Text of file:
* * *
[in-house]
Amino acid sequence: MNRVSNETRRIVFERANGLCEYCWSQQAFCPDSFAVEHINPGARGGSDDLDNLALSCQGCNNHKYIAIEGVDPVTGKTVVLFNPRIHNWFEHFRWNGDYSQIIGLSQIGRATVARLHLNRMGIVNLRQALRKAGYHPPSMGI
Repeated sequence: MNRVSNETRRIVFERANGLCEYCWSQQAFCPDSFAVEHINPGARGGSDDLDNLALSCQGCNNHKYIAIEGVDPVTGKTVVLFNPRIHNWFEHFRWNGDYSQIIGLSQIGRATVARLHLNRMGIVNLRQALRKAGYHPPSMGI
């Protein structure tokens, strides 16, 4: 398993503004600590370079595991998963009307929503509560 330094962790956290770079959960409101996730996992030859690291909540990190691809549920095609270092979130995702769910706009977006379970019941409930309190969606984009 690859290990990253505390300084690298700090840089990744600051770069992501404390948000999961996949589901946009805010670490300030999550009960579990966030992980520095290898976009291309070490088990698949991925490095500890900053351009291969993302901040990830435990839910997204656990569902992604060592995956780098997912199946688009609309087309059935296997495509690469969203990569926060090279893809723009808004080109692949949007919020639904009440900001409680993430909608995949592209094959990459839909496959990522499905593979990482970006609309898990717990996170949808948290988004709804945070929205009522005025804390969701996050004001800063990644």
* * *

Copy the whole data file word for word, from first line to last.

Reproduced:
[in-house]
Amino acid sequence: MNRVSNETRRIVFERANGLCEYCWSQQAFCPDSFAVEHINPGARGGSDDLDNLALSCQGCNNHKYIAIEGVDPVTGKTVVLFNPRIHNWFEHFRWNGDYSQIIGLSQIGRATVARLHLNRMGIVNLRQALRKAGYHPPSMGI
Repeated sequence: MNRVSNETRRIVFERANGLCEYCWSQQAFCPDSFAVEHINPGARGGSDDLDNLALSCQGCNNHKYIAIEGVDPVTGKTVVLFNPRIHNWFEHFRWNGDYSQIIGLSQIGRATVARLHLNRMGIVNLRQALRKAGYHPPSMGI
């Protein structure tokens, strides 16, 4: 398993503004600590370079595991998963009307929503509560 330094962790956290770079959960409101996730996992030859690291909540990190691809549920095609270092979130995702769910706009977006379970019941409930309190969606984009 690859290990990253505390300084690298700090840089990744600051770069992501404390948000999961996949589901946009805010670490300030999550009960579990966030992980520095290898976009291309070490088990698949991925490095500890900053351009291969993302901040990830435990839910997204656990569902992604060592995956780098997912199946688009609309087309059935296997495509690469969203990569926060090279893809723009808004080109692949949007919020639904009440900001409680993430909608995949592209094959990459839909496959990522499905593979990482970006609309898990717990996170949808948290988004709804945070929205009522005025804390969701996050004001800063990644």